Music

Ty Segall: Twins

The prolific Ty Segall is back with another great album.


Ty Segall

Twins

Label: Drag City
US Release Date: 2012-10-09
UK Release Date: 2012-10-09
Record Label Website
Artist Website
Amazon
iTunes

Being prolific in any field can be a sign of a furtive, inquisitive, restless spirit. Keen to push the boundaries, always striving to test oneself or, in Ty Segall’s case, his audience as well. Equally it could be a sign of a lack of quality control, just throwing stuff out there, no sense of direction or plan, a reckless abandon about what it is you are presenting and what it says about you.

It’s clear that Ty Segall falls firmly into the former category. Such is Segall’s multifarious nature it is almost impossible to get a grip on the bands he plays in and the number of releases he’s been involved with. Twins, however, is clearly Ty’s own work and is his sixth album solely under his own moniker (It is, though, is his fourth album this year: a singles comp, a collaboration with White Fence, and an album with The Ty Segall Band. How does he do it?).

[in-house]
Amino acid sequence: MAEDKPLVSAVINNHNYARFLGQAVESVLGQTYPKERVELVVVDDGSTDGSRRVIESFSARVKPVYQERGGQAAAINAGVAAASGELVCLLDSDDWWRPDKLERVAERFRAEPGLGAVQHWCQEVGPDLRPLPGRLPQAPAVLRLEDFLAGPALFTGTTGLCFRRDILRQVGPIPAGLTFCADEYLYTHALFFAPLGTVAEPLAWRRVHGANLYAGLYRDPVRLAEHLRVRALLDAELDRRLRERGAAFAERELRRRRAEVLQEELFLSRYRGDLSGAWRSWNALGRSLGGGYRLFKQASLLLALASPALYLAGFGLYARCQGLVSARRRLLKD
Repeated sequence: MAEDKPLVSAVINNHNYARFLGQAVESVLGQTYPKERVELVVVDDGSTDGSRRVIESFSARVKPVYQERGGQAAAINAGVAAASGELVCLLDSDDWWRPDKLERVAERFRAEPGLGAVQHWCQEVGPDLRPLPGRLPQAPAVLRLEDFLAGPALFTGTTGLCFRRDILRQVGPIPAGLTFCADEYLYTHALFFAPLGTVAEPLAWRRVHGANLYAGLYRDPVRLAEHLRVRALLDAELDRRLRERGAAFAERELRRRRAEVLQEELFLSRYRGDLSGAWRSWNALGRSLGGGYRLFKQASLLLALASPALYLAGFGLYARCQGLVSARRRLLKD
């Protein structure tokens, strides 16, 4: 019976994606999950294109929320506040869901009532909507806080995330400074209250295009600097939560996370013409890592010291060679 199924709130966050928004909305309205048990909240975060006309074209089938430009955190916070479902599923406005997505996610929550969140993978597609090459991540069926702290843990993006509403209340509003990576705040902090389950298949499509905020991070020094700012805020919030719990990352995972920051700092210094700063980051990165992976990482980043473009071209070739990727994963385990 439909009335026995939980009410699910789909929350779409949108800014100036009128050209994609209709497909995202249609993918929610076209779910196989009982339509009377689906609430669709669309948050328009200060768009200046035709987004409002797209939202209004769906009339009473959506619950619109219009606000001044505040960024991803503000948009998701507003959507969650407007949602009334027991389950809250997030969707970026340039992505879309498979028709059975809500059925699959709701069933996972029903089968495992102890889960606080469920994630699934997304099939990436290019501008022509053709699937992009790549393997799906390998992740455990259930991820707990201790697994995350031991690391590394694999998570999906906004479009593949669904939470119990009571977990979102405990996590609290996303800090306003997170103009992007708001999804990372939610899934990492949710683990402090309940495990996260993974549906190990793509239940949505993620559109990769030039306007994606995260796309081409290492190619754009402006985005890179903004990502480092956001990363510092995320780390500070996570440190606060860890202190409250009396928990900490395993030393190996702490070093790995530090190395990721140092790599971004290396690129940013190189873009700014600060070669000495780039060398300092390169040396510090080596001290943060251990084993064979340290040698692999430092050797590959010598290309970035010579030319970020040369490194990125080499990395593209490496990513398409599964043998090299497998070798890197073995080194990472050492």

Coming from the San Francisco area, there is a wired intensity to his work that goes against the grain of the perception of the laid back, relaxed vibe of that area (certainly from a UK view). But it is also true that Segall can be seen as part of that areas music heritage particularly in the psychedelic folk/rock scene of the 1960s. Certainly, any number of tracks from Twins would not be out of place on the revered Nuggets: Original Artyfacts from the First Psychedelic Era, 1965–1968 LP.